Rep. Adam B. Schiff (D-Calif.) is the chairman of the House Permanent Select Committee on Intelligence.

Most Americans remember Watergate as a scandal involving the burglary of the Democratic National Committee headquarters and President Richard M. Nixon’s coverup of that crime. But during the course of the subsequent investigation, an even broader range of presidential misconduct was revealed. Nixon maintained a secret enemies list, some of whom were the subject of extraordinary abuses, including the use of the IRS to target their tax filings and the FBI to monitor their phones.

Nixon’s abuse of the Justice Department led to strict rules to govern FBI investigations and insulate them from White House interference, so that extraordinary investigative practices could only be deployed when justified in the most serious of cases.

The rules established after Watergate to ensure the independence of the Justice Department served our nation well for half a century, until another president shattered them.

Donald Trump had his own enemies list, which included members of the media, elected officials and congressional staff. But while Nixon’s list was held in private, Trump was proud to declare his enemies on Twitter, at rallies and during interviews.

And Trump made no secret of his demand that the Justice Department investigate his opponents, openly demanding his attorneys general go after any number of people. Including — quite frequently — me.

Over his four years in office, Trump baselessly accused me of treason, of leaking classified information, of engaging in unspecified corruption and other offenses. He said I should be investigated and prosecuted, and that someone needed to “do something” about me.

Last month, I learned that Apple had been served a subpoena by the Justice Department in 2018 seeking records from more than a dozen accounts belonging to two members of Congress, committee staff and even family members — one of whom was a minor. There is a lot we don’t know, including how the department came to seek those records and whether prosecutors understood what records they were requesting. We still don’t know whether only Democrats were the subjects of these requests or whether the investigation was properly predicated. The department has yet to explain.

The investigation reportedly began under then-Attorney General Jeff Sessions and his deputy, Rod J. Rosenstein, and was continued under Attorney General William P. Barr. Leak investigations, particularly those involving subpoenas on members of the media, are extraordinarily sensitive and require approval from top DOJ officials. Subpoenaing the records of members of Congress in connection with such an investigation may be unprecedented, since our constitutional doctrine of the separation of powers militates against the executive branch taking such action. In this case, prosecutors also repeatedly sought gag orders so that the media and Congress would not find out. That all three top Justice Department officials at the time now deny any knowledge of the matter strains credulity.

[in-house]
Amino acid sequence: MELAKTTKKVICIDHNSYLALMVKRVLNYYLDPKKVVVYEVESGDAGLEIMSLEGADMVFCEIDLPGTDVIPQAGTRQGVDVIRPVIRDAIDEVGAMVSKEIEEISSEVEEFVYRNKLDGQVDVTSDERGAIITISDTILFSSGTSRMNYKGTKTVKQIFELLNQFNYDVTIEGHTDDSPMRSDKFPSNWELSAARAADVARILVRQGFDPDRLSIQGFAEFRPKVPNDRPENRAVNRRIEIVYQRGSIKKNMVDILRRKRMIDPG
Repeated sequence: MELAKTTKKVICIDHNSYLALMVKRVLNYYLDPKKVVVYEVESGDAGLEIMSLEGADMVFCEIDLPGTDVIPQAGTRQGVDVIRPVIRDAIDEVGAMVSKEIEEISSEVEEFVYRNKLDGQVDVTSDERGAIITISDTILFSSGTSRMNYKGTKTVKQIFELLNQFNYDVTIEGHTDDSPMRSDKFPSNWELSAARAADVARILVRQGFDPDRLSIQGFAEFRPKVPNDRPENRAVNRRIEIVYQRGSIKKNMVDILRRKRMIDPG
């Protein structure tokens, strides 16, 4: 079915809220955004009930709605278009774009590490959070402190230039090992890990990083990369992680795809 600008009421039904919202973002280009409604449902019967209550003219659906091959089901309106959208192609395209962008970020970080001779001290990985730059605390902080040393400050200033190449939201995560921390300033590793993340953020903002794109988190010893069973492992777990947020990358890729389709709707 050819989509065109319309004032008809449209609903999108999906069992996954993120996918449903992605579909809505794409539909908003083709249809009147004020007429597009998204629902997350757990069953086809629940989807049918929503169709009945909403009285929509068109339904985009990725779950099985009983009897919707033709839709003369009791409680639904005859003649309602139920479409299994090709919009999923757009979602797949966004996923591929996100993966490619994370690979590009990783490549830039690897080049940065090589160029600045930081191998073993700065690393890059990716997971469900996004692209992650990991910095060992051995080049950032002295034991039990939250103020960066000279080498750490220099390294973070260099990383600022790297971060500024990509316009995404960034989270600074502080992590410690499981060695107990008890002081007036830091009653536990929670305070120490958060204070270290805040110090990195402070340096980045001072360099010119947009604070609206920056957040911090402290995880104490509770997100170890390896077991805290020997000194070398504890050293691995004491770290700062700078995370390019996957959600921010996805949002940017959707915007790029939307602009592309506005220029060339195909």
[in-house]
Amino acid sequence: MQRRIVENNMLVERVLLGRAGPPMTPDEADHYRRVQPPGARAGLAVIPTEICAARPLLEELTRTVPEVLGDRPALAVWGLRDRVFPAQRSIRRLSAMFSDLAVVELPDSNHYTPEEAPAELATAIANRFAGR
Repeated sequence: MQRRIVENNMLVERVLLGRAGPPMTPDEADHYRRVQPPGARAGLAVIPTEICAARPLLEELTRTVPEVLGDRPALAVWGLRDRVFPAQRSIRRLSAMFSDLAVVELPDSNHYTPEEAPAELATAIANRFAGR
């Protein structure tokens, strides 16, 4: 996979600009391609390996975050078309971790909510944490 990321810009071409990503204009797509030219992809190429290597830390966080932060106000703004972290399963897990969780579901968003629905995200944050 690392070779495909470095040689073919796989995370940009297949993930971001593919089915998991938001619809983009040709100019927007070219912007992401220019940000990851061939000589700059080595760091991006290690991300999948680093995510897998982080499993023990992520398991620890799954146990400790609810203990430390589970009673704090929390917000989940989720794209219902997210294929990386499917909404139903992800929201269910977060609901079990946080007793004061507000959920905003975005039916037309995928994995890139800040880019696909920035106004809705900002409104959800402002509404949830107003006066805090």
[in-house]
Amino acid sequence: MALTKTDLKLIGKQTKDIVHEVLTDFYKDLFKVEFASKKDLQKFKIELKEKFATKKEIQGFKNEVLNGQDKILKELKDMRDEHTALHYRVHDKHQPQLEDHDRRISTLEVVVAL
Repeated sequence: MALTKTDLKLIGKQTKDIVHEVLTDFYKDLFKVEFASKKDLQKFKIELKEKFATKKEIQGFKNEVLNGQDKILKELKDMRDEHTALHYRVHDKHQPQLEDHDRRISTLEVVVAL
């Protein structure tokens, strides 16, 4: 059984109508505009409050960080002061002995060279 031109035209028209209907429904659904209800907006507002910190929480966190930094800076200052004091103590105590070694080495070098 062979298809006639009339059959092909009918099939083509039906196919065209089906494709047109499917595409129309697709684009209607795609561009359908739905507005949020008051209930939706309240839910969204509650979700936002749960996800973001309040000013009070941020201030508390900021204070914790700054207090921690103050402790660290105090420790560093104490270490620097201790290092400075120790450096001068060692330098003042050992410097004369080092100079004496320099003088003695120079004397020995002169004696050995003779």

We cannot accept these assertions at face value. Sessions made claims during his confirmation hearing that were not borne out by the facts. Barr has a well-documented history of dissembling, including under oath. Barr willfully misrepresented the Mueller report even as he withheld it and claimed not to know of Mueller’s objections to his “summary” of that report when he did. Barr also made false representations to the court about the process of reaching his conclusion that Trump committed no prosecutable offense — two federal judges have now rebuked him for his lack of candor.

And to the department’s lasting detriment, Barr repeatedly put the DOJ into service as Trump’s personal law firm, reducing the sentencing recommendation of a Trump crony who lied for the president and dismissing the case against another Trump associate who pleaded guilty to perjury. Barr then abused his office further by ordering the investigation of those who had investigated the president.

The Biden Justice Department has taken the right first steps. Attorney General Merrick Garland has asked the inspector general to investigate both the subpoenas affecting members of Congress and those served on the media. But it will also be essential for the attorney general to examine the full extent to which the department lost its independence over the past four years. We must establish new and stronger laws and policies to protect the agency from presidential and political interference in the future. Given Garland’s long history with the department, I have every confidence that he will do so.

But Congress has an important job to do here, too. We must conduct our own vigorous oversight, into former top officials’ knowledge or participation in these abuses of power and any other politically motivated decisions made by the department. And at a minimum, we must urgently pass reforms to prevent the abuse of powers we saw under Trump from ever happening again. The Protecting Our Democracy Act, a package of reforms designed by House Democrats that I introduced last year, contains new safeguards designed to strengthen the department’s independence from the White House and improve other vital checks on executive power.

The credibility of our justice system — and the very health of our democracy itself — is dependent on the steps we take now to ensure that the Justice Department represents the interests of the people and not the whims of any particular president.

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